In pure sporting terms, I would agree. However, the winner has a much more difficult post-race schedule in the Tour than in the Giro (sponsor events, silly but lucrative criteriums, media appearances, flights and jet lag, etc.).
I see what you are getting at. The Giro has harder parcours on the average, but the vuelta presents a more serious field of contenders on the average too IMO. The whole question boils down to inability to set a reference because on one hand there are quite different types of parcours every single year, on the other hand, we have just a several 'full value' double attempts while only Alberto Contador set this goal officially. With all due respect to Froome and Nairito, one can't call their double attempts serious, that was more of a pure improvization.
I wouldn't underestimate Nairo's attempt, if it wasn't for the fever on the Andorra stage (I don't think that a healthy Quintana would loose almost 3min to Aru on that kind of stage) he could have fought for the win at the Vuelta. Quintana had some bad luck, but he showed that he's one of the few guys who could go for the Tour-Vuelta double.
yes, exactly but that's a price a rider pays for riding a grand tour at his limit not a long time ago. when one is fresh, fully fit or simply strong enough, one almost never gets sick in a gt imo.
 
We've had this discussion before. Giro-Tour is undeniably much more difficult. The amounts of times Tour top 10 + Vuelta top 10 has been done is staggering, but you won't see the same for Giro+Tour. Not as many people even attempt it, but the ones who do, only Contador since Pantani has been able to top 10 in a Giro-Tour double, and he's done it twice. Carlos Sastre hasn't even done it, and he's done the Tour-Vuelta podium three years on the trot and often raced multiple GTs in succession.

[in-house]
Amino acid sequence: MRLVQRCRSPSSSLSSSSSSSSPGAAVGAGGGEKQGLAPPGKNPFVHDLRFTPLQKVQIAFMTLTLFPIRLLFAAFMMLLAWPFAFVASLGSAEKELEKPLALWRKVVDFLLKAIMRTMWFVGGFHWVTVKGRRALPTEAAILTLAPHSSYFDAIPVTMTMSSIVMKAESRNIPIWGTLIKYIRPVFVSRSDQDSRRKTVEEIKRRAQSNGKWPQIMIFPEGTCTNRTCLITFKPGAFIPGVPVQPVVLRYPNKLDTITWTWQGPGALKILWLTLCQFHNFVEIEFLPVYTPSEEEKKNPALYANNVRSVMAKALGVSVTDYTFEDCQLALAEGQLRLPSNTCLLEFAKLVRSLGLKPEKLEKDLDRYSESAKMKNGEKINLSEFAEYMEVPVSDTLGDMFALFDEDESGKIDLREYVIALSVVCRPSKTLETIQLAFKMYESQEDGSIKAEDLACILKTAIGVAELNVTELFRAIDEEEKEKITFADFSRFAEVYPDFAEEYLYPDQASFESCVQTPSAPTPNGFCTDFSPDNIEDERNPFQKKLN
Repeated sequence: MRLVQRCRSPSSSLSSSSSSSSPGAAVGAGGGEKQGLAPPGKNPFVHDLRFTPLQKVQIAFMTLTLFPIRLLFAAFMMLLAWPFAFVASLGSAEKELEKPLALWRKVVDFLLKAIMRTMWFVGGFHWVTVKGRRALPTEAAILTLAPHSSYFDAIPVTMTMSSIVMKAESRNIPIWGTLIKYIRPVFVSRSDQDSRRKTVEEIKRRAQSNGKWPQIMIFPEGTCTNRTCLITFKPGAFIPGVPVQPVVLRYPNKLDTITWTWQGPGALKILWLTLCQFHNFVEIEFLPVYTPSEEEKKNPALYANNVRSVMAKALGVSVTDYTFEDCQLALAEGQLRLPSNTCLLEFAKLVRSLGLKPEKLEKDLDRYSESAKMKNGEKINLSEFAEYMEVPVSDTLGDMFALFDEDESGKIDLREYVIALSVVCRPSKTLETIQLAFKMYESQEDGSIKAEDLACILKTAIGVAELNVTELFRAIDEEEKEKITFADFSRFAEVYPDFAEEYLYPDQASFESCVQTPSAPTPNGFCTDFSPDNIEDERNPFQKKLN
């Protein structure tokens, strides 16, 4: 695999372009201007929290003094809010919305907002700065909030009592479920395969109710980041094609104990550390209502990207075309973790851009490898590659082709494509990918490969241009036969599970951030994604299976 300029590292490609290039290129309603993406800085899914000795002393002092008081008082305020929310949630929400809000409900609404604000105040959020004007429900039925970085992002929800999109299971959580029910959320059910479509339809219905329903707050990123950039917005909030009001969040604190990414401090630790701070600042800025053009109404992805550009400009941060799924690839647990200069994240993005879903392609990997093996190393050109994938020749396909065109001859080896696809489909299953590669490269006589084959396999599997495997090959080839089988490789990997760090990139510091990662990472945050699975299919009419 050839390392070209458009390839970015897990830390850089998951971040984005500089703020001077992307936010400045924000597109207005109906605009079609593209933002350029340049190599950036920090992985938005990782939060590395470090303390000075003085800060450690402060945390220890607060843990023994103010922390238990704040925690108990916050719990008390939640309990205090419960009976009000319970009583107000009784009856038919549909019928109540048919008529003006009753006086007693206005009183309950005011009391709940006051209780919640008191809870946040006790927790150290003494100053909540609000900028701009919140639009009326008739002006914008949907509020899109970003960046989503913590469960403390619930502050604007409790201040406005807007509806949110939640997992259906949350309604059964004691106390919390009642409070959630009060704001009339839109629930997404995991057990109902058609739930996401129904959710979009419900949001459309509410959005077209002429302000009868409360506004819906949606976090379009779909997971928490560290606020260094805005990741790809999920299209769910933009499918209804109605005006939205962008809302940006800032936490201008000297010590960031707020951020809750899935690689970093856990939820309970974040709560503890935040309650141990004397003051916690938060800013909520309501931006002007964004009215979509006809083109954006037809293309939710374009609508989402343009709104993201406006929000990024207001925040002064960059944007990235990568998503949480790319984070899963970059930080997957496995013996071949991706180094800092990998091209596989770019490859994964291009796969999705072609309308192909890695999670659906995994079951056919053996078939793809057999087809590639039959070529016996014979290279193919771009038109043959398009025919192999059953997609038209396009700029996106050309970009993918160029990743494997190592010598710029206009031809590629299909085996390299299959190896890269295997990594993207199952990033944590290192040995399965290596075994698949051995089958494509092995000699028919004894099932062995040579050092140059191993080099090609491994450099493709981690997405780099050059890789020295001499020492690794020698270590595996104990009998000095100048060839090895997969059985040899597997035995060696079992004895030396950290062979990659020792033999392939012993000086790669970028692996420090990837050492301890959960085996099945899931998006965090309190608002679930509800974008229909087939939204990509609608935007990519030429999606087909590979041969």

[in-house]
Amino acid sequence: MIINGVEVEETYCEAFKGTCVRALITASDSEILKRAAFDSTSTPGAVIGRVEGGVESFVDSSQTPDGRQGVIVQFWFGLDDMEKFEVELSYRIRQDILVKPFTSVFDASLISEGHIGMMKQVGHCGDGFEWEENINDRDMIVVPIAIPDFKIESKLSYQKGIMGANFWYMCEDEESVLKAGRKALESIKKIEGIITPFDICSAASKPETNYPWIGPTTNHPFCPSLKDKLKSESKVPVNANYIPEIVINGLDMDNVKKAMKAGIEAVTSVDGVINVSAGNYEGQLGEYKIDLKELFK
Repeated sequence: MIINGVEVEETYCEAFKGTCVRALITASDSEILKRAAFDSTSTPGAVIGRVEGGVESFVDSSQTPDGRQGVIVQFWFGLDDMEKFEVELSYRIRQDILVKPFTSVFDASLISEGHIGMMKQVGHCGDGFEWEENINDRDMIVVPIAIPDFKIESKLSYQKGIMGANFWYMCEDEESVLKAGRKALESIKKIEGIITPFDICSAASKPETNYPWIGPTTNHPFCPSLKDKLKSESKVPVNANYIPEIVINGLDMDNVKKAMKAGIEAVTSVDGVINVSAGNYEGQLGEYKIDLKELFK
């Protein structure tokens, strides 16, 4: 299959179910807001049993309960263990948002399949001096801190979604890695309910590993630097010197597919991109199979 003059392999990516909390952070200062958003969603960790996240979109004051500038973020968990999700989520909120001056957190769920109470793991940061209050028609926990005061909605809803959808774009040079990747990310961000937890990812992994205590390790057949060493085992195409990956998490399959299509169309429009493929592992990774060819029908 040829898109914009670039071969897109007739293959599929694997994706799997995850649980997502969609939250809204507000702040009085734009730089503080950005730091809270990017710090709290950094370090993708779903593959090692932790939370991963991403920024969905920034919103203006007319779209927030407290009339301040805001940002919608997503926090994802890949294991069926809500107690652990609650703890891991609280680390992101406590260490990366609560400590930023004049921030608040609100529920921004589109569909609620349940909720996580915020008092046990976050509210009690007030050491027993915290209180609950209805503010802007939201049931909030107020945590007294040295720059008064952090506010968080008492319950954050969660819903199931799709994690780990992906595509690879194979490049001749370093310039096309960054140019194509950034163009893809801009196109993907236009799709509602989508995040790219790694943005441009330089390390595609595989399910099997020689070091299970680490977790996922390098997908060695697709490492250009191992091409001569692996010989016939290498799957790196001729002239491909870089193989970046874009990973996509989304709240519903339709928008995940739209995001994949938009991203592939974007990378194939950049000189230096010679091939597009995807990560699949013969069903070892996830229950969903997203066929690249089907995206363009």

Edit: Menchov did it once. That's the only one other than Contador who has top10 in the double. But no one since Pantani has podiumed both.
 
Feb 6, 2016
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Echoes said:
Just wondering if the day after Bore de France is over, someone would dare to start a thread "Flanders-Roubaix, Arrow-Liège, which is the hardest double?"

The day after Paris-Roubaix, my attention is all focused on the said race, I cannot imagine a cycling fan who would react differently. :eek:
Flanders-Roubaix, surely. Boonen and Cancellara may have made it look relatively easy, but it had only been done 8 times in the ninety years before they came on the scene. I don't see any riders in the future having the level of dominance that they had. Fleche-Liege is a lot easier now with the date change, and with a more specialist and thus smaller group of riders contending for victory in the Ardennes, now the GC favourites basically ignore it.
 
Giro-Tour, and it's not even close

Why?

Because the competition is generally the strongest in the Tour
Because your level is generally lower your second GT in a double
Because the Giro often has the hardest parcours, making recovery more difficult.

So, if you're doing Giro-Tour, you have to win the Tour, with the biggest names in their best form, at sub 100%.
Because the Giro is so hard parcours wise, that sub 100% could be a tad lower than in the Vuelta in a Tour-Vuelta double (I base this on the fact that a lot more riders have managed in the past to be close to their best in the Vuelta GC after having ridden the Tour for GC.